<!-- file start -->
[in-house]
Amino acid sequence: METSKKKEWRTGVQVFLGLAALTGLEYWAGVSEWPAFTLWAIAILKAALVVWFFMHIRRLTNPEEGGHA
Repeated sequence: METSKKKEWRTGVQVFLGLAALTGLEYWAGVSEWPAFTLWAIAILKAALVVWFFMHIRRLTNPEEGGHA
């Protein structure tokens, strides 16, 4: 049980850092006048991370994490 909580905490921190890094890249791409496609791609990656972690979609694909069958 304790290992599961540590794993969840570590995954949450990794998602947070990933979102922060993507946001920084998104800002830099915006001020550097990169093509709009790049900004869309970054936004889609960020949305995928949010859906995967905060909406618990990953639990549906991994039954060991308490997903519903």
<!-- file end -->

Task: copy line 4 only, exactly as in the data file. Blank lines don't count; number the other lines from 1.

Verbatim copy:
């Protein structure tokens, strides 16, 4: 049980850092006048991370994490 909580905490921190890094890249791409496609791609990656972690979609694909069958 304790290992599961540590794993969840570590995954949450990794998602947070990933979102922060993507946001920084998104800002830099915006001020550097990169093509709009790049900004869309970054936004889609960020949305995928949010859906995967905060909406618990990953639990549906991994039954060991308490997903519903």